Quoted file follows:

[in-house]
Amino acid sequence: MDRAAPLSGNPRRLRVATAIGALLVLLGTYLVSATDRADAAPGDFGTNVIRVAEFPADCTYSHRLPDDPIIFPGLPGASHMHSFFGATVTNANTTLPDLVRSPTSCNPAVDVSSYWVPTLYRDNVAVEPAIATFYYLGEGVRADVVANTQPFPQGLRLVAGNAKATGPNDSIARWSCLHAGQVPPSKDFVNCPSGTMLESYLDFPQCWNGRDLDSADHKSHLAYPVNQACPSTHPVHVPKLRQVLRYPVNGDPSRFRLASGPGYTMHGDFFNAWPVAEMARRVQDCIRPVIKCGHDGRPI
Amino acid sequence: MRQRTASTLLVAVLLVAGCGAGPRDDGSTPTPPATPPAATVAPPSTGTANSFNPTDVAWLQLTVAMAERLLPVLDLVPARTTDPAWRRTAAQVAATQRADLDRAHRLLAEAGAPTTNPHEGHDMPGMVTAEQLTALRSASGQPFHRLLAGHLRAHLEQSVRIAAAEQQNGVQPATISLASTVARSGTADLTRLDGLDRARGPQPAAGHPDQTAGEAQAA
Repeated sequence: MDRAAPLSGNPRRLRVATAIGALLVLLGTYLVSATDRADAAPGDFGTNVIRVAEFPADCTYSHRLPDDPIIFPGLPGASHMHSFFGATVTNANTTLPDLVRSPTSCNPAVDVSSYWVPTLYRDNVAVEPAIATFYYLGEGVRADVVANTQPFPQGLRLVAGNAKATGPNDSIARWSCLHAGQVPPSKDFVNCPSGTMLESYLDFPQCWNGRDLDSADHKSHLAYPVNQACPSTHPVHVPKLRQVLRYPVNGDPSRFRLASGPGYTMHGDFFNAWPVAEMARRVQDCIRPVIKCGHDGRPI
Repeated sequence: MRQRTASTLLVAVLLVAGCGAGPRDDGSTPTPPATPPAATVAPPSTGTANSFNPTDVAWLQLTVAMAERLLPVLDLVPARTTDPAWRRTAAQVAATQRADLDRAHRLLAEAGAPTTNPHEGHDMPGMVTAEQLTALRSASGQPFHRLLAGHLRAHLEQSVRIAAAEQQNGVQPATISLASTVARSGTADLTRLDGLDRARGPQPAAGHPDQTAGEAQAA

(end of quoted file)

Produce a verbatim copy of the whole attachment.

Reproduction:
[in-house]
Amino acid sequence: MDRAAPLSGNPRRLRVATAIGALLVLLGTYLVSATDRADAAPGDFGTNVIRVAEFPADCTYSHRLPDDPIIFPGLPGASHMHSFFGATVTNANTTLPDLVRSPTSCNPAVDVSSYWVPTLYRDNVAVEPAIATFYYLGEGVRADVVANTQPFPQGLRLVAGNAKATGPNDSIARWSCLHAGQVPPSKDFVNCPSGTMLESYLDFPQCWNGRDLDSADHKSHLAYPVNQACPSTHPVHVPKLRQVLRYPVNGDPSRFRLASGPGYTMHGDFFNAWPVAEMARRVQDCIRPVIKCGHDGRPI
Amino acid sequence: MRQRTASTLLVAVLLVAGCGAGPRDDGSTPTPPATPPAATVAPPSTGTANSFNPTDVAWLQLTVAMAERLLPVLDLVPARTTDPAWRRTAAQVAATQRADLDRAHRLLAEAGAPTTNPHEGHDMPGMVTAEQLTALRSASGQPFHRLLAGHLRAHLEQSVRIAAAEQQNGVQPATISLASTVARSGTADLTRLDGLDRARGPQPAAGHPDQTAGEAQAA
Repeated sequence: MDRAAPLSGNPRRLRVATAIGALLVLLGTYLVSATDRADAAPGDFGTNVIRVAEFPADCTYSHRLPDDPIIFPGLPGASHMHSFFGATVTNANTTLPDLVRSPTSCNPAVDVSSYWVPTLYRDNVAVEPAIATFYYLGEGVRADVVANTQPFPQGLRLVAGNAKATGPNDSIARWSCLHAGQVPPSKDFVNCPSGTMLESYLDFPQCWNGRDLDSADHKSHLAYPVNQACPSTHPVHVPKLRQVLRYPVNGDPSRFRLASGPGYTMHGDFFNAWPVAEMARRVQDCIRPVIKCGHDGRPI
Repeated sequence: MRQRTASTLLVAVLLVAGCGAGPRDDGSTPTPPATPPAATVAPPSTGTANSFNPTDVAWLQLTVAMAERLLPVLDLVPARTTDPAWRRTAAQVAATQRADLDRAHRLLAEAGAPTTNPHEGHDMPGMVTAEQLTALRSASGQPFHRLLAGHLRAHLEQSVRIAAAEQQNGVQPATISLASTVARSGTADLTRLDGLDRARGPQPAAGHPDQTAGEAQAA